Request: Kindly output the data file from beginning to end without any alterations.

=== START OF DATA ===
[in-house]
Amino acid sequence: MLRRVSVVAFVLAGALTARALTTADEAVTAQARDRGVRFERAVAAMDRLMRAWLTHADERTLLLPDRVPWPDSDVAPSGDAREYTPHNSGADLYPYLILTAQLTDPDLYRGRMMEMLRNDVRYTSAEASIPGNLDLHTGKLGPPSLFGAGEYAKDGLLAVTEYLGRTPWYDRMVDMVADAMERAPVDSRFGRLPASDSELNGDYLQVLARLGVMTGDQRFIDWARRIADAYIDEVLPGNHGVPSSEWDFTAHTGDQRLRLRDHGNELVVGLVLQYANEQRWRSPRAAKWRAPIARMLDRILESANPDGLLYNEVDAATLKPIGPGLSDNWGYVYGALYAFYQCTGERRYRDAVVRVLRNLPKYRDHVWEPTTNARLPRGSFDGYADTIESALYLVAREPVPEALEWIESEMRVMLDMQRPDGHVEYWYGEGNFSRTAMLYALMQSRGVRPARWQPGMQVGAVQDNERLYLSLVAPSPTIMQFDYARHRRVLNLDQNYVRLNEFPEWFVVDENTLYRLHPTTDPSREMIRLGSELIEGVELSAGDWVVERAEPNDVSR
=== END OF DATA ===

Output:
[in-house]
Amino acid sequence: MLRRVSVVAFVLAGALTARALTTADEAVTAQARDRGVRFERAVAAMDRLMRAWLTHADERTLLLPDRVPWPDSDVAPSGDAREYTPHNSGADLYPYLILTAQLTDPDLYRGRMMEMLRNDVRYTSAEASIPGNLDLHTGKLGPPSLFGAGEYAKDGLLAVTEYLGRTPWYDRMVDMVADAMERAPVDSRFGRLPASDSELNGDYLQVLARLGVMTGDQRFIDWARRIADAYIDEVLPGNHGVPSSEWDFTAHTGDQRLRLRDHGNELVVGLVLQYANEQRWRSPRAAKWRAPIARMLDRILESANPDGLLYNEVDAATLKPIGPGLSDNWGYVYGALYAFYQCTGERRYRDAVVRVLRNLPKYRDHVWEPTTNARLPRGSFDGYADTIESALYLVAREPVPEALEWIESEMRVMLDMQRPDGHVEYWYGEGNFSRTAMLYALMQSRGVRPARWQPGMQVGAVQDNERLYLSLVAPSPTIMQFDYARHRRVLNLDQNYVRLNEFPEWFVVDENTLYRLHPTTDPSREMIRLGSELIEGVELSAGDWVVERAEPNDVSR